Côtes du Rhône Rosé Xavier Vignon 2019 by Chapin Cimino

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full glass of a pink wine

Our host says thank you and places the bottle of rosé in the center of the patio table, under a strand of white lights. The bottle is illuminated by the afternoon sun. It is enticing, familiar. Or it was, until five days ago when I opened a similar bottle right after finishing a gin martini. I had hoped to fill a gap where a friend used to be. I knew I had to let him go—create some space. But I didn’t want space. I wanted wine, gin; I wanted to numb the loss. It worked.

We haven’t seen these friends in a while and no-one knows how to socialize. We gather by the yard. Two wicker armchairs flank a low cocktail table opposite a loveseat. The scene is set for grown-ups: potted plants separate each seat, and we are to occupy every other canvas cushion. On this credit, we unmask.

But we are too distanced for my spouse, who swaps a plant for another chair. He drags one from the dining table, its wrought iron legs scraping the flagstone all the way. I feel that scraping between my muscles and my skin. I feel it in my hair.

Over the past week, the longest I have gone without alcohol since last March, I have surrendered a layer of pink fiberglass insulation. Which, unbeknownst to me, used to shield me from the world. A buffer. A boundary.

We sit, each with a plate of hummus, English cucumber, organic yellow cherry tomatoes. Cocktails are offered. Something with gin and citrus. On the drive here I was unsure what I would do, but when the moment comes, I hear myself decline. I watch for our host to raise an eyebrow, even a little. But that’s not like him. He says nothing.

We nibble, they drink, we take turns trading tidbits of catch-up chatter. We laugh as a deer,  two backyards away, ignores our hosts’ big brown poodle who, trapped by an invisible fence, wholeheartedly beseeches the deer to move on. The dog barks; the deer stays.

When the hummus is gone, so are the cocktails. It’s time for dinner and that lovely rosé. Serving dishes arrive from the kitchen—a cool summer salad and warm crusty bread, set buffet-style on the ledge of an unused grill. The food draws flies, big and bulbous, metallic green. They occupy the foreground as, in the background, flatware is placed onto cloth napkins, water is poured into tall glasses, and stems are distributed for wine.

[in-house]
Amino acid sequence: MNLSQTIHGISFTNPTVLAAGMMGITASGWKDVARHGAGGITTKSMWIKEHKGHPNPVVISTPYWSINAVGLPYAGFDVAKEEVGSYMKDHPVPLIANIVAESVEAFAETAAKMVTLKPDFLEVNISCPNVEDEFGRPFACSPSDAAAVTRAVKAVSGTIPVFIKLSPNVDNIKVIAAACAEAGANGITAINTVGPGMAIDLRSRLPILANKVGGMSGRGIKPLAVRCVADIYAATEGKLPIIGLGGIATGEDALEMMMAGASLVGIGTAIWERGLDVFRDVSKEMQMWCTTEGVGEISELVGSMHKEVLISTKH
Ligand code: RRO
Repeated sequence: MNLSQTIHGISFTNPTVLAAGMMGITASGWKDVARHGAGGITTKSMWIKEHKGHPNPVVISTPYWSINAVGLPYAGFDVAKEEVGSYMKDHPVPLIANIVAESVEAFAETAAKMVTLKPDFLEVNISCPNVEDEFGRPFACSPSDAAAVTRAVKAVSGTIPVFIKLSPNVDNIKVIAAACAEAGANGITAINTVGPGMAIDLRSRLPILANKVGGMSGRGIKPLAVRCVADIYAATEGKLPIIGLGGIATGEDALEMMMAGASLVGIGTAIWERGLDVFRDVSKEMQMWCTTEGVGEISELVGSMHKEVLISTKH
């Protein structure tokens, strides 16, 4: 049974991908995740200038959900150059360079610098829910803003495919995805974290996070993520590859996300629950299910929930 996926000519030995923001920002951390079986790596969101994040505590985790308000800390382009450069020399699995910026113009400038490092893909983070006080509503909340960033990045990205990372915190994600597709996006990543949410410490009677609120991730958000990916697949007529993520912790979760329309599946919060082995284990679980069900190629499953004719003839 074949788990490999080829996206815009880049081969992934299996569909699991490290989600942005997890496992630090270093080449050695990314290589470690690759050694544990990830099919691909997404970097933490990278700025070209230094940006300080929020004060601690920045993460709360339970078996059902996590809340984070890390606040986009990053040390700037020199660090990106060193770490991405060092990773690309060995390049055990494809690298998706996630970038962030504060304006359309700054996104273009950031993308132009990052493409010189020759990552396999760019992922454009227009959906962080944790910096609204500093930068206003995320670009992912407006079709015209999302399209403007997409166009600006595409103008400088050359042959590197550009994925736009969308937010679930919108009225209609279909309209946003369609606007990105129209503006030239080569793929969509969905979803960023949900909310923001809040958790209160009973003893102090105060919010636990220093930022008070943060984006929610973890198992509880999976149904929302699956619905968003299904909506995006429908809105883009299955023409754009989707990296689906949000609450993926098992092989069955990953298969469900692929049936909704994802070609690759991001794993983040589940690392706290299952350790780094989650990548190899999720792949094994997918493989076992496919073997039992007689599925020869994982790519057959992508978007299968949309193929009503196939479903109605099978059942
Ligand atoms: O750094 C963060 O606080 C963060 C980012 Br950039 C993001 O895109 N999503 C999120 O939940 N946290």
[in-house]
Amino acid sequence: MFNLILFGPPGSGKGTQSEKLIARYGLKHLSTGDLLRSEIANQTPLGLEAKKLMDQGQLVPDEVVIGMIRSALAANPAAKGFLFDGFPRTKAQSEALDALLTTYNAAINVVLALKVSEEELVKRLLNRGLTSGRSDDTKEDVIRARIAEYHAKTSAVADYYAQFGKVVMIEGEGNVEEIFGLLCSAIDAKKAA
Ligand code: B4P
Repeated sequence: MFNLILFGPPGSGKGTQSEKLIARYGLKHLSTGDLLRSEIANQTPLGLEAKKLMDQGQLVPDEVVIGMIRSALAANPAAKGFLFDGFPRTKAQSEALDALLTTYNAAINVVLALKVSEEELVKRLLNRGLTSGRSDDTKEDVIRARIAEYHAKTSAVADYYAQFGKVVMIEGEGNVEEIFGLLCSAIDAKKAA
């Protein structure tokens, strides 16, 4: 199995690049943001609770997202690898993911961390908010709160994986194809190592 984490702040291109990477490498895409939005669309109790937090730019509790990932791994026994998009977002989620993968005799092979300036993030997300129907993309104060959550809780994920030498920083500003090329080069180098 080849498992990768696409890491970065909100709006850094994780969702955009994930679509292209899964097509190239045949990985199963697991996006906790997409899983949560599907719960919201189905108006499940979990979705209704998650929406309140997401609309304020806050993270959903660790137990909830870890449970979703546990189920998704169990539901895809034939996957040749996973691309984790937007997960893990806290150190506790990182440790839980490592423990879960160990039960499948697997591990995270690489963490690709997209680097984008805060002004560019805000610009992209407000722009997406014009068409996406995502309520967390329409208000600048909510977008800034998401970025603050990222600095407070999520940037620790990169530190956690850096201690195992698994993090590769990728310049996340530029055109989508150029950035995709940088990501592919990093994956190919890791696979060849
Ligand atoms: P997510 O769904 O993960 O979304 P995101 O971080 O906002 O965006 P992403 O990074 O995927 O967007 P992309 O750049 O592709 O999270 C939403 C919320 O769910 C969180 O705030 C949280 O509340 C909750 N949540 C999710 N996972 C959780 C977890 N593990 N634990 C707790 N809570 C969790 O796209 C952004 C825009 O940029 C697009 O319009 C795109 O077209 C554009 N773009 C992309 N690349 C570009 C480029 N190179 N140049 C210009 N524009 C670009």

Soon enough, our plates are full and we sit. Someone opens the wine. When it’s my turn, I again hear myself decline. Part of me is surprised, but now it seems my decision has been made. With that, I give myself over to the food—the soft body of salmon, a green bean gently resisting my fork, lettuces covered with homemade vinaigrette. I spread warmed butter on a small piece of torn bread.

I hear conversation, but I miss words. The evening proceeds this way, at some distance from me, as I find myself in my mind hovering above the table. There, with the green flies, white lights, and darkened sky.

I observe the pours of the wine, and the refills. I watch the draining of this particularly translucent shade of pink. Pink: neither here nor there, neither red nor white, neither this nor that. I can relate, but I imagine the flies cannot. They know what they are; they have a purpose, a teleology. Shoo, return, shoo, return, shoo, return. I eat. I watch. I listen, sort of. I drink my water.

At some point, I notice a silence in my head. I feel it. A script should be running, but it isn’t. The lines come back to me easily: I should sip more when I have wine; I should stretch this first glass into a second; I must remember to alternate sips with water; is it too soon to nudge my husband for a refill; is there really only one bottle for all of us?

Until I conjured it, that script had disappeared. Its absence revealed an unfamiliar space. Newly aware and unaccustomed, I don’t know what to do with it. But there it is. I fill it as I have all evening: with food. I look forward to dessert, a coconut bundt cake covered with dark chocolate glaze that I made earlier. Everyone has seconds, even me.

Driving home in the darkness, I tell my husband about the odd new space I discovered tonight. I don’t know yet if I like it. If, on another day, another evening, it will feel like just more loss? Or, maybe, if I can settle in—if I can learn to let go—like light.

Meet the Contributor

Chapin-CiminoOriginally from Pittsburgh, Chapin Cimino teaches law and contemplative practice in Philadelphia. Her creative work has appeared in The Write Launch and The Dewdrop. She is currently working on an essay about her obsession with Scottish Enlightenment moral philosopher Adam Smith and his obsession with authenticity. Besides authenticity, Chapin finds great joy in daughters, risotto, sidecars, cities without skyscrapers, snow, and raising her heart rate.

STORY IMAGE CREDIT: andreas/Flickr Creative Commons

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